What the haal?

In many Muslim cultures, when you want to ask them how they’re doing, you ask: in Arabic, Kayf haal-ik? or, in Persian, Haal-e shomaa chetoreh? How is your haal? What is this haal that you inquire about? It is the transient state of one’s heart. In reality, we ask, “How is your heart doing at this very moment, at this breath?” When I ask, “How are you?” that is really what I want to know. ~ http://www.onbeing.org/blog/the-disease-of-being-busy/7023

Its easy to ask.  It’s hard to answer.  Like most people, I often ask “How are you?” as a common courtesy to friends, acquaintances, strangers even.  But sometimes, on occasion when I am feeling calm and slow and thoughtful, I really want to know. I ask, and wait.  The typical response is quick and deflective. Its easy to be curious.  Its hard to answer with clarity.  

To reframe the question in regard to this very moment, this millisecond, this breath opens up the question in a way I find helpful.  It acknowledges the natural flux of the human experience.  We are moody.  We are ever-changing.  We make attempts to alter our moods as we deem necessary.   Trying to mold our experience into understandable bite-sized terms or what we think it should be.

I woke this morning feeling antsy yet lazy. Not a good combination for well being.  I sense and immediately hate my own internal conflict.  Why is its even there is unclear.  There is a  push and pull of opposite desires that fills my heart. On many fronts.  I pause.  I can actually feel the pressure in my chest.  Something in me wants to cry while my mind races to remind me that life is good.  And it is.  It’s really good.  So why?  Why does sadness knock when we are trying to slip out the door?  Or maybe the question is, why do I try to slip out the door when sadness is knocking?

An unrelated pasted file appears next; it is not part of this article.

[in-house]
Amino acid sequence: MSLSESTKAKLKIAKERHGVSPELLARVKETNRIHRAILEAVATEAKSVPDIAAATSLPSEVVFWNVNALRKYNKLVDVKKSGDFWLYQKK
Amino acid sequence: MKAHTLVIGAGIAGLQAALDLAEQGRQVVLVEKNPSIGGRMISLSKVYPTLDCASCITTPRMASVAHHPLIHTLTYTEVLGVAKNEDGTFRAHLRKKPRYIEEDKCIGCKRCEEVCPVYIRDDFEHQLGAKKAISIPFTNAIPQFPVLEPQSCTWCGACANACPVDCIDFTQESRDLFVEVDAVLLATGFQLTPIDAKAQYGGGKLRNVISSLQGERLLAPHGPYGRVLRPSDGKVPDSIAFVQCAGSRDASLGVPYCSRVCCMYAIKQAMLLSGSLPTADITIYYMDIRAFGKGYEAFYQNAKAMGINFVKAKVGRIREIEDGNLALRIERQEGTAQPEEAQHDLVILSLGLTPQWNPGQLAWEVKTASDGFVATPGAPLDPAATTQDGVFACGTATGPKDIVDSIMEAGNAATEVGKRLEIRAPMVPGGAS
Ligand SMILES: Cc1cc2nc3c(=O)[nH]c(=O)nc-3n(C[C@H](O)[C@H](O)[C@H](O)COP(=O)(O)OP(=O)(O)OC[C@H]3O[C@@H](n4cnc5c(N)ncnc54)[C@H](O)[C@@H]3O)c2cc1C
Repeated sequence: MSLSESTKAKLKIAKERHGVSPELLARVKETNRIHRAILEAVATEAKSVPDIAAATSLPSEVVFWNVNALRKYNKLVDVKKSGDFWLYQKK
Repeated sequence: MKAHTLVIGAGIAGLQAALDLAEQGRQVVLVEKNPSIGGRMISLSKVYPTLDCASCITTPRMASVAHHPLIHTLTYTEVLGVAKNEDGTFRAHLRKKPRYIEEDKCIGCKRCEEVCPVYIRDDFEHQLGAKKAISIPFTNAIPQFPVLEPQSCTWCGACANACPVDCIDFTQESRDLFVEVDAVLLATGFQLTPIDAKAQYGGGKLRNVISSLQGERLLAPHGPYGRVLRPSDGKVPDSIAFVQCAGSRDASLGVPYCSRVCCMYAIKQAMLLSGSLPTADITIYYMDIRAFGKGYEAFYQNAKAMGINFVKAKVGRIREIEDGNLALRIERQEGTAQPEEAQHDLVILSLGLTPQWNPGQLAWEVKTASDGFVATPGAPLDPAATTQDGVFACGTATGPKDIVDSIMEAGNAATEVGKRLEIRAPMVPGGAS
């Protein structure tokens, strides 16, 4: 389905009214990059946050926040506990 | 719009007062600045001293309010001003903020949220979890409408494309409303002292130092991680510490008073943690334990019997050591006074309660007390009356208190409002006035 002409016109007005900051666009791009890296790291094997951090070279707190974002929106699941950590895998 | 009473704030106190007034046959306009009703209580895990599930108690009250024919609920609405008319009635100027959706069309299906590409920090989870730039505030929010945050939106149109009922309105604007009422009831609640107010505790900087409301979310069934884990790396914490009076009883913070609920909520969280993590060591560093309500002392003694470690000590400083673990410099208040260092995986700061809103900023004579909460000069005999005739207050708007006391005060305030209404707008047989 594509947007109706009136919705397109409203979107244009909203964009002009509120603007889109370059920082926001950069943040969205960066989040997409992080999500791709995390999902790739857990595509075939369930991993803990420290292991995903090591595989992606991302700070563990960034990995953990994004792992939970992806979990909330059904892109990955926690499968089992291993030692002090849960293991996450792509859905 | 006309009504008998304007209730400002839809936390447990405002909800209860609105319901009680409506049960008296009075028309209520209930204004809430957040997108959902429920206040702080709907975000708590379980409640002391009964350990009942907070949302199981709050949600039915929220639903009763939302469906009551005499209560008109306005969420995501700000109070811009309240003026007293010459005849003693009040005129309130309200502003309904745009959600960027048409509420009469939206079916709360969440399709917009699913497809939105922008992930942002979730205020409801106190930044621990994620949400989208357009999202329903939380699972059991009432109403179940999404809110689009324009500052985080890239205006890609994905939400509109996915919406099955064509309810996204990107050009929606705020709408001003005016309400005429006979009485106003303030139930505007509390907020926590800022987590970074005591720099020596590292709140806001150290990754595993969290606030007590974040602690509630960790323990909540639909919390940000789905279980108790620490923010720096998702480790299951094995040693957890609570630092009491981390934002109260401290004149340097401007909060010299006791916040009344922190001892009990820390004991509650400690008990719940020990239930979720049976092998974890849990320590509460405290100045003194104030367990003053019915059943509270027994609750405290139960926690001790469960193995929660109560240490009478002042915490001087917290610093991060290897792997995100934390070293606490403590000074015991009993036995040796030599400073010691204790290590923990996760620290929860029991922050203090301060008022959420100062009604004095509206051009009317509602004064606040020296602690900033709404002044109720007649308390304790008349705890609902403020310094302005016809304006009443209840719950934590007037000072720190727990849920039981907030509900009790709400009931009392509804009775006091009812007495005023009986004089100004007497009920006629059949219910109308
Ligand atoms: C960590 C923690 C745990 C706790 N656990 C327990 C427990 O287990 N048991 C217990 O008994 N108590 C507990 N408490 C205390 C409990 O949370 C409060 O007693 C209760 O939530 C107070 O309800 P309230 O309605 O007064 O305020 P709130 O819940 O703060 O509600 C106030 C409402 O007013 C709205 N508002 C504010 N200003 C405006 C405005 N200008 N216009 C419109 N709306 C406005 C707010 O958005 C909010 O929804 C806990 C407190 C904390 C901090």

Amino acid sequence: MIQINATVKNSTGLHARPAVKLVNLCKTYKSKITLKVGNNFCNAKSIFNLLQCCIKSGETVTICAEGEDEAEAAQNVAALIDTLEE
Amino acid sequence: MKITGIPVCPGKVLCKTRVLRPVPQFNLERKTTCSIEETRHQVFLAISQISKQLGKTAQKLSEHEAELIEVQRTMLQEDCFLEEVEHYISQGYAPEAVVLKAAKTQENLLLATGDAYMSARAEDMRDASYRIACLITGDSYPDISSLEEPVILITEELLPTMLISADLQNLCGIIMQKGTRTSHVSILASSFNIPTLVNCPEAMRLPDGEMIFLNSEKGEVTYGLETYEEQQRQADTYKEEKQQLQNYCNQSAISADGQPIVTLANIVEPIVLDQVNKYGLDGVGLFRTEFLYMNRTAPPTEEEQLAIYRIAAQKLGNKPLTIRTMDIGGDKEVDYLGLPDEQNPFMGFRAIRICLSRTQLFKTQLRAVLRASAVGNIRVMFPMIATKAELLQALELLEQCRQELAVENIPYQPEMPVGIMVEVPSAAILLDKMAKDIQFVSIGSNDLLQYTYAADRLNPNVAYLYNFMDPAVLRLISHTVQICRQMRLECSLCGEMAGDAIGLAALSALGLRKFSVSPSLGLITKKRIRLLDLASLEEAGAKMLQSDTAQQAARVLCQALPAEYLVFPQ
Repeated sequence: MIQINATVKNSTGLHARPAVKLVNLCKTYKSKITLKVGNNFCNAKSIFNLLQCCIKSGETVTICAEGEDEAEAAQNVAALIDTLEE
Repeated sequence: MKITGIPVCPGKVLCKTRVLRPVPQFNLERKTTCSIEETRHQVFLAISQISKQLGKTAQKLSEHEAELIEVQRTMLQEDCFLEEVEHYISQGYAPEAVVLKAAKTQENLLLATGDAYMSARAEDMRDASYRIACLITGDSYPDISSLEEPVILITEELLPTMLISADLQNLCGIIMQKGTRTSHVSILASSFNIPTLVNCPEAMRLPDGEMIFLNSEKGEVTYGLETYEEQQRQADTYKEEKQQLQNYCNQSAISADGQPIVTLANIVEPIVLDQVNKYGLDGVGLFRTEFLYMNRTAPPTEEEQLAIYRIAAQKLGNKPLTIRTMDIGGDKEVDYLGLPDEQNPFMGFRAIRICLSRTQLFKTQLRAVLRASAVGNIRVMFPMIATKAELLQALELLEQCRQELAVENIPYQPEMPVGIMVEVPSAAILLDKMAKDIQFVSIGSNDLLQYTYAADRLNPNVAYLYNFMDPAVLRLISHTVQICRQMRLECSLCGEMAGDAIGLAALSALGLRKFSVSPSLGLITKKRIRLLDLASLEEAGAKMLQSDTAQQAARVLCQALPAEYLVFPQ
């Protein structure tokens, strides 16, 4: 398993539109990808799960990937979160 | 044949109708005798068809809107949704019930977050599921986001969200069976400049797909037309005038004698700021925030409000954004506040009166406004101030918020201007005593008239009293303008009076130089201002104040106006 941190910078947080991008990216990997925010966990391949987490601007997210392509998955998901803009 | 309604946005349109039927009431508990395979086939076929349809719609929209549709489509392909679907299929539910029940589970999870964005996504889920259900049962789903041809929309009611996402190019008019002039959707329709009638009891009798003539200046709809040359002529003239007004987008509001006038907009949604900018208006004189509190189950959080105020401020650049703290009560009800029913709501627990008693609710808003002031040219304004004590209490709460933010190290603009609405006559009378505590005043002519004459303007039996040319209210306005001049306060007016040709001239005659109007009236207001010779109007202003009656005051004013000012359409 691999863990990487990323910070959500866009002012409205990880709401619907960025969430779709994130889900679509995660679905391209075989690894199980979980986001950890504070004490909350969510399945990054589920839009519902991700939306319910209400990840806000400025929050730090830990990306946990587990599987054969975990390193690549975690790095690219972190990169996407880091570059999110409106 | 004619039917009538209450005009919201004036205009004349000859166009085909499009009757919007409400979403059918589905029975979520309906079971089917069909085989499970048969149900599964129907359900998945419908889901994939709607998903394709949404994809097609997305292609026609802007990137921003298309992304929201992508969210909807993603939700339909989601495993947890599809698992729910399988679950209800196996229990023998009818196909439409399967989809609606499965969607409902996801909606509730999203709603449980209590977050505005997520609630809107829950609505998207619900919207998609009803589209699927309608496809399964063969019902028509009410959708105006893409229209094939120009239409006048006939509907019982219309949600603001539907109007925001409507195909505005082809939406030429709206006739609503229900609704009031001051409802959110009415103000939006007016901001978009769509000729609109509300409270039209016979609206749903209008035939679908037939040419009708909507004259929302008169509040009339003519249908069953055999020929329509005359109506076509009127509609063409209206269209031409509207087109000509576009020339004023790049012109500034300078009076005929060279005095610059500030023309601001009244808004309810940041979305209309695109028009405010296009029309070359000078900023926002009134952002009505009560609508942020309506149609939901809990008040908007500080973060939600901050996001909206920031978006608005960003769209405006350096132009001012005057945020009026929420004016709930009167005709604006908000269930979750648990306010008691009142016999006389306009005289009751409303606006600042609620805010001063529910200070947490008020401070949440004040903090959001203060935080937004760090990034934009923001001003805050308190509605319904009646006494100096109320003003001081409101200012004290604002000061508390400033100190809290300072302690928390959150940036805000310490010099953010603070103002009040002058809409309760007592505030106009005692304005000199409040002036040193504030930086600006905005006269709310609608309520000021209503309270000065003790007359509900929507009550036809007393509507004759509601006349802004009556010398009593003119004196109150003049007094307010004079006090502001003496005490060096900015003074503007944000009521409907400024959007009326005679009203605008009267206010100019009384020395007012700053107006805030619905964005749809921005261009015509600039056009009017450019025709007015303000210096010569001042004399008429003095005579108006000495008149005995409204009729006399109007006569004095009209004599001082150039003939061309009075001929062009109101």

The transient state of ones heart. It bowls us over.  It keeps us from that solid feeling that looks so good in the busy world. We want to feel we got this.  We want people to see us and know we got this.  We want to be strong. And yet…  strength may be misunderstood.  Maybe there are as many types of strength as there are Eskimo words for snow. There is strength in holding on and there is strength in letting go.  There is strength in pushing through and there is strength in  allowing unwelcome emotions to wash over you.

“There is no crying in baseball” echoes inside us.  It’s easy to say.  It’s hard to live by when tears are burning your eyes.  Is it strength that pushes those tears back inside?  Or is it fear?  Is it strength to let them roll while you continue the game – even if you lose?  Or is that weakness?  And I have to wonder, whats so bad about weakness?  Some of my most deeply bonding moments in life happened when I felt weak, and someone simply let me.  Hating myself every minute of it while confusingly and simultaneously feeling grateful, so very grateful that I could just be weak. 

The transient state of ones heart deserves some acknowledgement, some respect.  For its importance, its necessity, its normalcy in our ever-changing, moment-by-moment, life-is-long-but-too-short, Im-so-busy, but-I-got-this, life.  

So, how the haal are you?

~With strength, JRB

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